Fade2D Examples

Access Triangulation Elements and draw Postscript – Example2

This article has two goals: First, it shows how you can access the elements of a triangulation. Second, it shows how you can draw them. Because development is much easier when you can visualize your work.

Preparing a triangulation

Let’s prepare and draw a simple triangulation for this demo:

int example2_main()
	std::cout<<"\nexample2: Access elements of a triangulation\n";
	// * 1 *   Create points on a circle
	std::vector<Point2> vPoints;
	int numPoints(6);
	double centerX(5),centerY(5),radiusX(5),radiusY(5);
	generateCircle( numPoints,centerX,centerY,radiusX,radiusY,vPoints);
	vPoints.push_back(Point2(centerX,centerY)); // Add the center point
	// * 2 *   Optional step: You can add custom indices to relate
	//         the points to your own data structures. But you do
	//         not need to use this feature.
	int myStartIndex(77); // An arbitrary value
	for(size_t i=0;i<vPoints.size();++i)
	// * 3 *   Insert the vertices
	Fade_2D dt; // The Delaunay triangulation
	std::vector<Point2*> vVertexHandles; // Pointers to the vertices inside Fade
	dt.insert(vPoints,vVertexHandles); // Fastest method: insert all points at once
	// * 4 *   Draw the triangulation"");
  1. In Step 1 we fill the vector vPoints with 6 points on a circle plus the center point. Hint: Fade provides generators for circles and for random points, segments, polygons and surfaces).
  2. Step 2 assigns indices to the points. These are thought to let you link Fade points with your own datastructures. This is of course completely optional.
  3. Step 3 inserts the points. Internally, Fade keeps a copy of the points and returns pointers to them (in the same order) in vVertexHandles. Inserting all points at once is most efficient. But there is also a method to insert the points one by one.
  4. The fourth step draws the triangulation using Fade_2D::show("")
Triangulation of 7 points, created by example2_main()

Accessing Elements

Access to elements in a triangulation is often required. For example, you may want to access the neighboring triangles of a particular triangle. Or you may want to create a custom visualization instead of the ready-made visualization. So let’s discuss the below manualDraw() function:

void manualDraw(Fade_2D& dt)
	// * 1 *   Create a postscript visualizer and define some colors
	Visualizer2 vis("");
	Color cBlack(CBLACK);
	Color cBlue(CBLUE);
	Color cRed(CRED);
	Color cPurple(CPURPLE);
	vis.addObject(Label(Point2(1.5,12.4),"BLACK: triangle edges",false,15),cBlack);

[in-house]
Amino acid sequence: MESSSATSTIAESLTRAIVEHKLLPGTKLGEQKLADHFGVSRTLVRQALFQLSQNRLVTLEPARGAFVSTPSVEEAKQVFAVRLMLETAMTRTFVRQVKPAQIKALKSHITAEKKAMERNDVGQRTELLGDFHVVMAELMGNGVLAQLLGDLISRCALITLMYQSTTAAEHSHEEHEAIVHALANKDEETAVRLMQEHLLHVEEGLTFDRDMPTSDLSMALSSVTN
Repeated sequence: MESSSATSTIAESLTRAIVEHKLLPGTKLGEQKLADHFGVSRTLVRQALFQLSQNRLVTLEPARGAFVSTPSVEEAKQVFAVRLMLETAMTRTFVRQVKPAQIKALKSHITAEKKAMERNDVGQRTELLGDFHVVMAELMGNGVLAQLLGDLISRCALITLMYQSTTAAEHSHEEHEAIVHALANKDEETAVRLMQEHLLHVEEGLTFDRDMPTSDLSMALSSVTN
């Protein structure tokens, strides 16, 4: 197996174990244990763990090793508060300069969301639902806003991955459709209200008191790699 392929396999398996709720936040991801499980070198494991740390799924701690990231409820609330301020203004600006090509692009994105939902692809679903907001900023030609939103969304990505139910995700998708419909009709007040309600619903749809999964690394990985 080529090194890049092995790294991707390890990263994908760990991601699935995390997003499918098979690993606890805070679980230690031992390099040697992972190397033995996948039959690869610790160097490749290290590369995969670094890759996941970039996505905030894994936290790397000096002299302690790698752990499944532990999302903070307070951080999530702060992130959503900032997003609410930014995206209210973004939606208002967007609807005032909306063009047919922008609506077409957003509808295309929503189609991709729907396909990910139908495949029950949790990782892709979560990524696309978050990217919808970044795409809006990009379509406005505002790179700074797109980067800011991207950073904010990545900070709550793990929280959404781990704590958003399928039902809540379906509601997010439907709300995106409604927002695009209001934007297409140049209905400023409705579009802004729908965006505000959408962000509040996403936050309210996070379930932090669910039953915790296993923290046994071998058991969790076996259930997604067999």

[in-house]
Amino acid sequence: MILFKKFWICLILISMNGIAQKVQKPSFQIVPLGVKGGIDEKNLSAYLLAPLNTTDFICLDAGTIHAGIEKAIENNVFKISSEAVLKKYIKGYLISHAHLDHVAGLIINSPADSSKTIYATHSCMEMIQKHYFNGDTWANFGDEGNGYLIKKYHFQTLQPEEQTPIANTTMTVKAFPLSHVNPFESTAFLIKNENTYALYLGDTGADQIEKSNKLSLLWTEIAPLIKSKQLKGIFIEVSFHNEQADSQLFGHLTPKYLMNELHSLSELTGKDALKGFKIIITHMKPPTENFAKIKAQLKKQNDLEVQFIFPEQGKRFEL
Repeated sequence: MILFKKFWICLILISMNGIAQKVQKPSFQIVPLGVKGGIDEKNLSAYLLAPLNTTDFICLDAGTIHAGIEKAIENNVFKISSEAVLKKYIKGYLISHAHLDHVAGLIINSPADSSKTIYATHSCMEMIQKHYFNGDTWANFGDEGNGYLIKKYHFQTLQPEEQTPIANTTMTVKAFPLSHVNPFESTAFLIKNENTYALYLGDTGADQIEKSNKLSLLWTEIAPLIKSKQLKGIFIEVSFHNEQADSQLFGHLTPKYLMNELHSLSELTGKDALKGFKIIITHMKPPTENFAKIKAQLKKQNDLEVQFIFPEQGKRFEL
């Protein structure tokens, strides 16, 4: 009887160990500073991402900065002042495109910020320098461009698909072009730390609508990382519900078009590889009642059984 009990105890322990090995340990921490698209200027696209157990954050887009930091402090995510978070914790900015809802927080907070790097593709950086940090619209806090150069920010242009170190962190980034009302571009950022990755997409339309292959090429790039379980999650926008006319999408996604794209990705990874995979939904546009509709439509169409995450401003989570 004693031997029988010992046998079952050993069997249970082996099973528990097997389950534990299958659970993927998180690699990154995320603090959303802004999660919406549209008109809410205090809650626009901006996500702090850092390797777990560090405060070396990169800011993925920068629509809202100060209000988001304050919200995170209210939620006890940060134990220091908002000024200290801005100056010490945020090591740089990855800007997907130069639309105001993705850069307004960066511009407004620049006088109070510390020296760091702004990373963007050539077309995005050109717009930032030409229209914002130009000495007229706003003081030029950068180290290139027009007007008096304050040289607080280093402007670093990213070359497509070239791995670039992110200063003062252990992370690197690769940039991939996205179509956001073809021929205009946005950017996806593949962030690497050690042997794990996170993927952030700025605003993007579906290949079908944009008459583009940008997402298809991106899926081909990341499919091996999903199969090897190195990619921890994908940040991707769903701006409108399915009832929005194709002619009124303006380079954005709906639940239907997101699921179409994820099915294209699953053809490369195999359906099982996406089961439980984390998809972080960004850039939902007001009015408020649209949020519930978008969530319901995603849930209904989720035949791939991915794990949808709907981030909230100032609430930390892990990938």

vis.addObject(Label(Point2(1.5,11.6),"RED: neighbor-triangle labels",false,15),cRed);
	vis.addObject(Label(Point2(1.5,10.8),"BLUE: intra-triangle-indices",false,15),cBlue);
	vis.addObject(Label(Point2(1.5,10.0),"PURPLE: custom vertex indices",false,15),cPurple);
	// * 2 *   Get and draw the vertices with their custom index
	std::vector<Point2*> vAllPoints;
	for(std::vector<Point2*>::iterator it(vAllPoints.begin());it!=vAllPoints.end();++it)
		Point2* currentPoint(*it);
		int customIndex(currentPoint->getCustomIndex());
		std::string text(toString(customIndex));
	// * 3 *   Get and draw the triangles
	std::vector<Triangle2*> vAllDelaunayTriangles;
	for(std::vector<Triangle2*>::iterator it=vAllDelaunayTriangles.begin();it!=vAllDelaunayTriangles.end();++it)
		Triangle2* pT(*it);
	// * 4 *   Choose one triangle and color it green
	Triangle2* pT(vAllDelaunayTriangles[0]);
	Color cGreenFill(CPALEGREEN,0.001f,true);
	// * 5 *   The corners of pT can be accessed through the so called intra-
	// triangle-indices 0,1,2. They are counterclockwise oriented (CCW).
	// Let's write intra-triangle-index labels beside the corners.
	for(int intraTriangleIndex=0;intraTriangleIndex<3;++intraTriangleIndex)
		Point2* pCorner(pT->getCorner(intraTriangleIndex));
		std::string text("\nidx="+toString(intraTriangleIndex));
	// * 6 *   Each triangle has three neighbor triangles (or NULL
	// pointers at border edges). They are accessed through the
	// intra-triangle-indices. The i'th opposite triangle of pT is
	// the one that is opposite to the i'th vertex. Let's draw that:
	Label label_pT(pT->getBarycenter()," pT",true,15);
	for(int intraTriangleIndex=0;intraTriangleIndex<3;++intraTriangleIndex)
		Triangle2* pNeigT(pT->getOppositeTriangle(intraTriangleIndex));
		if(pNeigT==NULL) continue; // No adjacent triangle at this edge
		// Compute the barycenter and write a label there
		Point2 barycenter(pNeigT->getBarycenter());
		std::string text(" =pT->getOppositeTriangle("+toString(intraTriangleIndex)+")");